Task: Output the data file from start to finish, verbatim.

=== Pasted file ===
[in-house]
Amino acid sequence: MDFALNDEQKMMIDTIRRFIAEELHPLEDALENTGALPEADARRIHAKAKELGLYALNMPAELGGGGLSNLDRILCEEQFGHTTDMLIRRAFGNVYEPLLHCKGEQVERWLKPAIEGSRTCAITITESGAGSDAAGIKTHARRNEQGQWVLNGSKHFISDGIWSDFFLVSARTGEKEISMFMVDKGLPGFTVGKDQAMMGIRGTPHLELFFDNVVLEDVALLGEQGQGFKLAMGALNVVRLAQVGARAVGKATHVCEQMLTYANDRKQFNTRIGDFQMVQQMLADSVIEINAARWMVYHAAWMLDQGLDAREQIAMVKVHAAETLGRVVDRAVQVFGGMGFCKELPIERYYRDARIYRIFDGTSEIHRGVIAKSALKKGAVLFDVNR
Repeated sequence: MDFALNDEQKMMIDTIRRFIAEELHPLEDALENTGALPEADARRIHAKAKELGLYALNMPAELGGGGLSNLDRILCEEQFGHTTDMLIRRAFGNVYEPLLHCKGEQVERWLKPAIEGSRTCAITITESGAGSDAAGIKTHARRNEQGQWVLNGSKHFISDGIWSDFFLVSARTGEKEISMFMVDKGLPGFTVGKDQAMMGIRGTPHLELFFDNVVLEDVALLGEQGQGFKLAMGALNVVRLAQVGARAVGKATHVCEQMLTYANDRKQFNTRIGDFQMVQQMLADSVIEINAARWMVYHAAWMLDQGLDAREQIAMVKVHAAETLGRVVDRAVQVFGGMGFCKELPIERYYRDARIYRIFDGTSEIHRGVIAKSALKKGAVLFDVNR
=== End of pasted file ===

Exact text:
[in-house]
Amino acid sequence: MDFALNDEQKMMIDTIRRFIAEELHPLEDALENTGALPEADARRIHAKAKELGLYALNMPAELGGGGLSNLDRILCEEQFGHTTDMLIRRAFGNVYEPLLHCKGEQVERWLKPAIEGSRTCAITITESGAGSDAAGIKTHARRNEQGQWVLNGSKHFISDGIWSDFFLVSARTGEKEISMFMVDKGLPGFTVGKDQAMMGIRGTPHLELFFDNVVLEDVALLGEQGQGFKLAMGALNVVRLAQVGARAVGKATHVCEQMLTYANDRKQFNTRIGDFQMVQQMLADSVIEINAARWMVYHAAWMLDQGLDAREQIAMVKVHAAETLGRVVDRAVQVFGGMGFCKELPIERYYRDARIYRIFDGTSEIHRGVIAKSALKKGAVLFDVNR
Repeated sequence: MDFALNDEQKMMIDTIRRFIAEELHPLEDALENTGALPEADARRIHAKAKELGLYALNMPAELGGGGLSNLDRILCEEQFGHTTDMLIRRAFGNVYEPLLHCKGEQVERWLKPAIEGSRTCAITITESGAGSDAAGIKTHARRNEQGQWVLNGSKHFISDGIWSDFFLVSARTGEKEISMFMVDKGLPGFTVGKDQAMMGIRGTPHLELFFDNVVLEDVALLGEQGQGFKLAMGALNVVRLAQVGARAVGKATHVCEQMLTYANDRKQFNTRIGDFQMVQQMLADSVIEINAARWMVYHAAWMLDQGLDAREQIAMVKVHAAETLGRVVDRAVQVFGGMGFCKELPIERYYRDARIYRIFDGTSEIHRGVIAKSALKKGAVLFDVNR